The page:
The Rotten Heart of Europe, by Bernard Connolly

An anti-EU polemic by a former Eurocrat is flawed by its shrillness of tone

Thu, Oct 17, 2013, 12:51

   
 

Book Title:
The Rotten Heart of Europe

ISBN-13:
978-0571301744

Author:
Bernard Connolly

Publisher:
Faber and Faber

Guideline Price:
€18.99

A decade ago Europe was, as it is now, deeply divided. The cause then was not money, as now, but war. About half of the EU’s member countries opposed the invasion of Iraq; the rest supported it. The split poisoned relations in the bloc.

The invasion was globally controversial, but the acrimony it caused among Europe’s states was unique. In other regions, neighbouring countries took different positions on the ousting of Saddam without consequence for their relations with each other. Europe was unique because there was an expectation among EU countries that, after decades of attempting to leverage their collective clout in the world by coming to common stances on major global issues, they would present a united front on the big international questions of the day. They failed abjectly to do so on Iraq.

Among the many lessons of the invasion for Europe was that overloading structures designed to foster co-operation among sovereign states – and the EU is by far the most ambitious such mechanism ever created – will result in conflicts that would otherwise not have taken place. Put another way, trying to co-operate when fundamental national interests are incompatible will lead not only to failure but also to the undermining of international relations.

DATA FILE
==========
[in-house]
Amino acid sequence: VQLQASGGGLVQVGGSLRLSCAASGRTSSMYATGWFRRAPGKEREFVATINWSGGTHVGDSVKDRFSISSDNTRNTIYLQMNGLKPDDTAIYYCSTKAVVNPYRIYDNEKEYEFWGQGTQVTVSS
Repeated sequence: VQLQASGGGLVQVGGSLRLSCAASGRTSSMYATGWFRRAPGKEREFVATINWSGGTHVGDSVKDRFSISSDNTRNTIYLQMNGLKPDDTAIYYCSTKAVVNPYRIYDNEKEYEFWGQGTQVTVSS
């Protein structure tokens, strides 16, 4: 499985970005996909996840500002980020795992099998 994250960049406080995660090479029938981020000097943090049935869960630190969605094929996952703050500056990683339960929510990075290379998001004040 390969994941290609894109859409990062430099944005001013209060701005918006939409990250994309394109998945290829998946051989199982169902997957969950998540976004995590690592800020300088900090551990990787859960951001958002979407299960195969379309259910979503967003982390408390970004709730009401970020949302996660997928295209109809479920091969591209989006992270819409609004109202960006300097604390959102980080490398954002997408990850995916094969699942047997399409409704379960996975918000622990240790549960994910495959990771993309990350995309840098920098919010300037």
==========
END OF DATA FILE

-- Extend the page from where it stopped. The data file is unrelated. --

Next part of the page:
A far more serious example of this phenomenon is Europe’s failing currency union. It has been in crisis for more than three years, and there is a frighteningly high probability that it will end in continent-wide financial collapse and depression.

Nobody was more against the creation of the euro than Bernard Connolly, a senior European Commission official when the single currency’s foundations were being laid. He saw such danger in abolishing national currencies that he wrote a book warning against doing so in 1995. He has now republished the book (which cost him his job) with a new introductory essay.

It is a timely contribution from someone who can lay more claim than most to foreseeing the long-unfolding crisis. Back in 1995 he wrote: “Trying to lock countries like France and Germany together via their currencies turns domestic monetary questions into international political conflicts. It damages the economic and political well-being of every country involved.” This now appears remarkably prescient.

Connolly’s argument was based on two pillars. The first was that Europe’s elites had become so obsessed with integration that they ignored all the risks and dangers of currency union in order to further their project. To this political argument he added an economic one: that the euro would not work because any and all attempts by governments to interfere in how markets determine exchange rates are economically and politically damaging.

There was (and is) much more to his first argument than his second.